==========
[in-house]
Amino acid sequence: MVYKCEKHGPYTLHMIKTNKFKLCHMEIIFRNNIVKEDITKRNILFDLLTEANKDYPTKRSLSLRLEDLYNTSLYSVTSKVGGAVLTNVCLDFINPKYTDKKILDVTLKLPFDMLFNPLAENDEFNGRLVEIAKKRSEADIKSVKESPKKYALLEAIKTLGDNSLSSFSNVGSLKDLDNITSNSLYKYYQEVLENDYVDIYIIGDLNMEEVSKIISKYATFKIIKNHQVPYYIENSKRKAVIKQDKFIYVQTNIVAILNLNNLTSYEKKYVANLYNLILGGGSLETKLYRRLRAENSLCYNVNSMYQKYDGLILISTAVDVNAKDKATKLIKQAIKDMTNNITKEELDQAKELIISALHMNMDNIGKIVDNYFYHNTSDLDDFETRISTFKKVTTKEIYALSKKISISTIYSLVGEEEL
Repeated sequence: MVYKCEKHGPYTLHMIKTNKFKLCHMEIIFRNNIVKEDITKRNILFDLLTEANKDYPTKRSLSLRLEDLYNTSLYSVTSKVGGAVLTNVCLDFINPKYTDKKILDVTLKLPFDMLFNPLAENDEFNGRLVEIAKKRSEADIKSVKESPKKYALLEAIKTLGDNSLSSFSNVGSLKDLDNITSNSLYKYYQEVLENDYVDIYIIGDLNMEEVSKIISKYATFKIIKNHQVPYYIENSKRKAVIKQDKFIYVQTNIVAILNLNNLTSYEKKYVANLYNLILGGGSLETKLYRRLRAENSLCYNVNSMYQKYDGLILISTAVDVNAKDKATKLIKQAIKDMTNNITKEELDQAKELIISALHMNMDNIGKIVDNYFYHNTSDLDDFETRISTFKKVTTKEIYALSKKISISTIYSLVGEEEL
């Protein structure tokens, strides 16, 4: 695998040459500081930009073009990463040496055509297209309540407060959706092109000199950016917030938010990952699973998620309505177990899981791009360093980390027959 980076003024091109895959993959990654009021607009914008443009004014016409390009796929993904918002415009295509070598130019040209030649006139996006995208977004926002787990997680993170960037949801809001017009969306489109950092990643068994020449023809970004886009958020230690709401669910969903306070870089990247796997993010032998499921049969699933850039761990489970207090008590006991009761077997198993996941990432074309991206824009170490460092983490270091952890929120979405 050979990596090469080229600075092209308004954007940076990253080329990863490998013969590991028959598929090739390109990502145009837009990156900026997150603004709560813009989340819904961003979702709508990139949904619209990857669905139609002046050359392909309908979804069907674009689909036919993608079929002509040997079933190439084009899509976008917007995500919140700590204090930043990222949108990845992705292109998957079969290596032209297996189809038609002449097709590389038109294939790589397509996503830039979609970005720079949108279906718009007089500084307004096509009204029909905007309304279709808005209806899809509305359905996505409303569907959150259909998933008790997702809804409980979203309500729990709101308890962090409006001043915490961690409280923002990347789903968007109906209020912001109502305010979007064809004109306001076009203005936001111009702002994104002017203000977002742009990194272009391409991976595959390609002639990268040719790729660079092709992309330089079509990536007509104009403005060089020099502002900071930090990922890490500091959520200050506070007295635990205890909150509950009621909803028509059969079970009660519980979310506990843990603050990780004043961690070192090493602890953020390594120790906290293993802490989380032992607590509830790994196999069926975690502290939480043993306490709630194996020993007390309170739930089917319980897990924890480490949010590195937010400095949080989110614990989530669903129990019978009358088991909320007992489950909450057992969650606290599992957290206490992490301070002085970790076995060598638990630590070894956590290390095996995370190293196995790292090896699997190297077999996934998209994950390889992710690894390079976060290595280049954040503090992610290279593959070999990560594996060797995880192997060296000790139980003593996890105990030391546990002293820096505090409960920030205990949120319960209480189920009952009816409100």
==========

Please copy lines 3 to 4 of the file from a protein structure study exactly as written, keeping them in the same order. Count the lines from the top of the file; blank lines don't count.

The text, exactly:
Repeated sequence: MVYKCEKHGPYTLHMIKTNKFKLCHMEIIFRNNIVKEDITKRNILFDLLTEANKDYPTKRSLSLRLEDLYNTSLYSVTSKVGGAVLTNVCLDFINPKYTDKKILDVTLKLPFDMLFNPLAENDEFNGRLVEIAKKRSEADIKSVKESPKKYALLEAIKTLGDNSLSSFSNVGSLKDLDNITSNSLYKYYQEVLENDYVDIYIIGDLNMEEVSKIISKYATFKIIKNHQVPYYIENSKRKAVIKQDKFIYVQTNIVAILNLNNLTSYEKKYVANLYNLILGGGSLETKLYRRLRAENSLCYNVNSMYQKYDGLILISTAVDVNAKDKATKLIKQAIKDMTNNITKEELDQAKELIISALHMNMDNIGKIVDNYFYHNTSDLDDFETRISTFKKVTTKEIYALSKKISISTIYSLVGEEEL
């Protein structure tokens, strides 16, 4: 695998040459500081930009073009990463040496055509297209309540407060959706092109000199950016917030938010990952699973998620309505177990899981791009360093980390027959 980076003024091109895959993959990654009021607009914008443009004014016409390009796929993904918002415009295509070598130019040209030649006139996006995208977004926002787990997680993170960037949801809001017009969306489109950092990643068994020449023809970004886009958020230690709401669910969903306070870089990247796997993010032998499921049969699933850039761990489970207090008590006991009761077997198993996941990432074309991206824009170490460092983490270091952890929120979405 050979990596090469080229600075092209308004954007940076990253080329990863490998013969590991028959598929090739390109990502145009837009990156900026997150603004709560813009989340819904961003979702709508990139949904619209990857669905139609002046050359392909309908979804069907674009689909036919993608079929002509040997079933190439084009899509976008917007995500919140700590204090930043990222949108990845992705292109998957079969290596032209297996189809038609002449097709590389038109294939790589397509996503830039979609970005720079949108279906718009007089500084307004096509009204029909905007309304279709808005209806899809509305359905996505409303569907959150259909998933008790997702809804409980979203309500729990709101308890962090409006001043915490961690409280923002990347789903968007109906209020912001109502305010979007064809004109306001076009203005936001111009702002994104002017203000977002742009990194272009391409991976595959390609002639990268040719790729660079092709992309330089079509990536007509104009403005060089020099502002900071930090990922890490500091959520200050506070007295635990205890909150509950009621909803028509059969079970009660519980979310506990843990603050990780004043961690070192090493602890953020390594120790906290293993802490989380032992607590509830790994196999069926975690502290939480043993306490709630194996020993007390309170739930089917319980897990924890480490949010590195937010400095949080989110614990989530669903129990019978009358088991909320007992489950909450057992969650606290599992957290206490992490301070002085970790076995060598638990630590070894956590290390095996995370190293196995790292090896699997190297077999996934998209994950390889992710690894390079976060290595280049954040503090992610290279593959070999990560594996060797995880192997060296000790139980003593996890105990030391546990002293820096505090409960920030205990949120319960209480189920009952009816409100």